There is debate over whether or not our globe should attempt to find new normalcy in this chaotic year of 2020. Rather than seeking an external structure of routine however, it seems most helpful to take this moment to search within ourselves for that which we humans do best and do naturally. According to Harvard Medical School, humans’ inherent musicality is not debatable.
The cochlea within our ears makes the distinction between “noise” and “music,” with an innate ability to detect rhythm and melody. Music that our ears find pleasurable has a similar effect on our serotonin levels to alcohol and chocolate. In fact, musicality is so intrinsic to our being that brain damage tends to lead to “amusia,” or the inability to detect musical tonality.
While there is little evidence proving music’s ability to actually enhance cognition, there is plenty of research to suggest that music acts as an “exercise” for memory and reasoning.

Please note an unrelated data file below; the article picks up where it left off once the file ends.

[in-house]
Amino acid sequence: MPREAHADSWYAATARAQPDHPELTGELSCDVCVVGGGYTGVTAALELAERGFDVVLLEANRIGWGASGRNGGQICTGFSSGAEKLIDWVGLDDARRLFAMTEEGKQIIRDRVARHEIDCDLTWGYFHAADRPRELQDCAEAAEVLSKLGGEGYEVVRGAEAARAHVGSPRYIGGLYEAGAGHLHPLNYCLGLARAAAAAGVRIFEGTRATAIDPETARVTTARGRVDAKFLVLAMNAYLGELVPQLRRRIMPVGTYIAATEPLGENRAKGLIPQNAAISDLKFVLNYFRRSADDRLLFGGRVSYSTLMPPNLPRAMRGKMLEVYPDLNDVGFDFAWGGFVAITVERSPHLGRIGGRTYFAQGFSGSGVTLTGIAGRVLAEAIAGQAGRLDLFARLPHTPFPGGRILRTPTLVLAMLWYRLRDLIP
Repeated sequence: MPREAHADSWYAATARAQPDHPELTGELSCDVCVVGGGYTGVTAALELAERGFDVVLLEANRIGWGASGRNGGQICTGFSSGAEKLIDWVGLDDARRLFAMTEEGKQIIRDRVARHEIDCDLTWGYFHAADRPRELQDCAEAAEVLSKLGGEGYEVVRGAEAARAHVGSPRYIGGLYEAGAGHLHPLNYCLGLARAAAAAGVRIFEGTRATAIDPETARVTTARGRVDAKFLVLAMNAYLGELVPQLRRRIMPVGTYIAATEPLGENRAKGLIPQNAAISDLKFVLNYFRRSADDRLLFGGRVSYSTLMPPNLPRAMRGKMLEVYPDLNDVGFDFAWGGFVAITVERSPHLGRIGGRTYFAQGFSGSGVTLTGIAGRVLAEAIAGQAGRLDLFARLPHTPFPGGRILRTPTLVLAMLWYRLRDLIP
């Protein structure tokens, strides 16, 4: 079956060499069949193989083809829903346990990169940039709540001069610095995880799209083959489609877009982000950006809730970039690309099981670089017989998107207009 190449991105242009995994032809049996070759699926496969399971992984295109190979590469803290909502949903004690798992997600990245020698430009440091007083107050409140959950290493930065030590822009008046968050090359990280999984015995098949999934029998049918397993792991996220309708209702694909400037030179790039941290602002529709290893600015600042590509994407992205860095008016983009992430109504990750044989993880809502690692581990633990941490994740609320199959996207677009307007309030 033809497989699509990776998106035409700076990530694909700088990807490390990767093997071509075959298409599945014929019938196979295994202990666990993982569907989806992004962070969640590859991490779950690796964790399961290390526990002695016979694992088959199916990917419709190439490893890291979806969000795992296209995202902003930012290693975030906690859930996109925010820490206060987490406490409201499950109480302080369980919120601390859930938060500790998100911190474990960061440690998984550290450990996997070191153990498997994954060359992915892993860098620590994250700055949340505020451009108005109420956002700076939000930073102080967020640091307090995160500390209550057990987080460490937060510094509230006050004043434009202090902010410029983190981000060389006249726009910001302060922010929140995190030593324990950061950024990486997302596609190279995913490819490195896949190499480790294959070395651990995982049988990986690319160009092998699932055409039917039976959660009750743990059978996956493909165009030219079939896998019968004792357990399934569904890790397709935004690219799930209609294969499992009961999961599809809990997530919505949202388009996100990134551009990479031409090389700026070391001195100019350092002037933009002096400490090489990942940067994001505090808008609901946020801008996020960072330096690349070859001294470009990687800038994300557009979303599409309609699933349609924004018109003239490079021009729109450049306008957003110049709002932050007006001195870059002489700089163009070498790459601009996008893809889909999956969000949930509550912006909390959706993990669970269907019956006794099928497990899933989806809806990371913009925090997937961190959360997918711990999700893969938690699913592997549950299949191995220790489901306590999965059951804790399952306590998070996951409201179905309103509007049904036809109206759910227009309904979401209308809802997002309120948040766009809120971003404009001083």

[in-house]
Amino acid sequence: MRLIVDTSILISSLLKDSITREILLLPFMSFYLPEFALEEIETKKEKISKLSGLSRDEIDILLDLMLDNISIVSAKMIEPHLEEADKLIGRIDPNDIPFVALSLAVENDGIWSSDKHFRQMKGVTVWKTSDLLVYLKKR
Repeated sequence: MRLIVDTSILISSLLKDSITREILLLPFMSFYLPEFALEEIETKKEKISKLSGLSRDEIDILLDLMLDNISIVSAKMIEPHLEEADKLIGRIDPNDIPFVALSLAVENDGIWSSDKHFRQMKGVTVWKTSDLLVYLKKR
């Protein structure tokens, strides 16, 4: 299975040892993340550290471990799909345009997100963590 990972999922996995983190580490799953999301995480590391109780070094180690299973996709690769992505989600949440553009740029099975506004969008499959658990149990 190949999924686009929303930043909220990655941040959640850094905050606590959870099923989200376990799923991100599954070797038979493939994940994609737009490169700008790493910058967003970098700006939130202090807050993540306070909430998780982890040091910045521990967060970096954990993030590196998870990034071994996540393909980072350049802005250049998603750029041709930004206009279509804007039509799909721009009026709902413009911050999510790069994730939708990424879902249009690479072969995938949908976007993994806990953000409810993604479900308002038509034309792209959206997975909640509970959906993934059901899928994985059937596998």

Music is also both healing and anxiety-reducing. According to the book Music, Health, and Wellbeing, music acts as a reward to our brains when we enjoy it and has been proven to relieve pain and therefore significantly decrease the need for painkillers.
Patients who had just suffered heart attacks were asked to listen to music for twenty minutes while researchers monitored their health. Universally, the patients’ heart and breathing rates slowed, and this effect lasted for an hour after the music had stopped.
The healing power of music is working on a cellular level. Although there is certainly more research to be done, a revolutionary 2013 study confirmed that music affects us quite physically. Sound waves alter the “fluid pressure” in our ears and demonstrate a significant ability to affect the “size and granularity” of a cancer cell.
If music can touch the human body this intimately and powerfully, a historical moment of strife seems to call for its healing influence.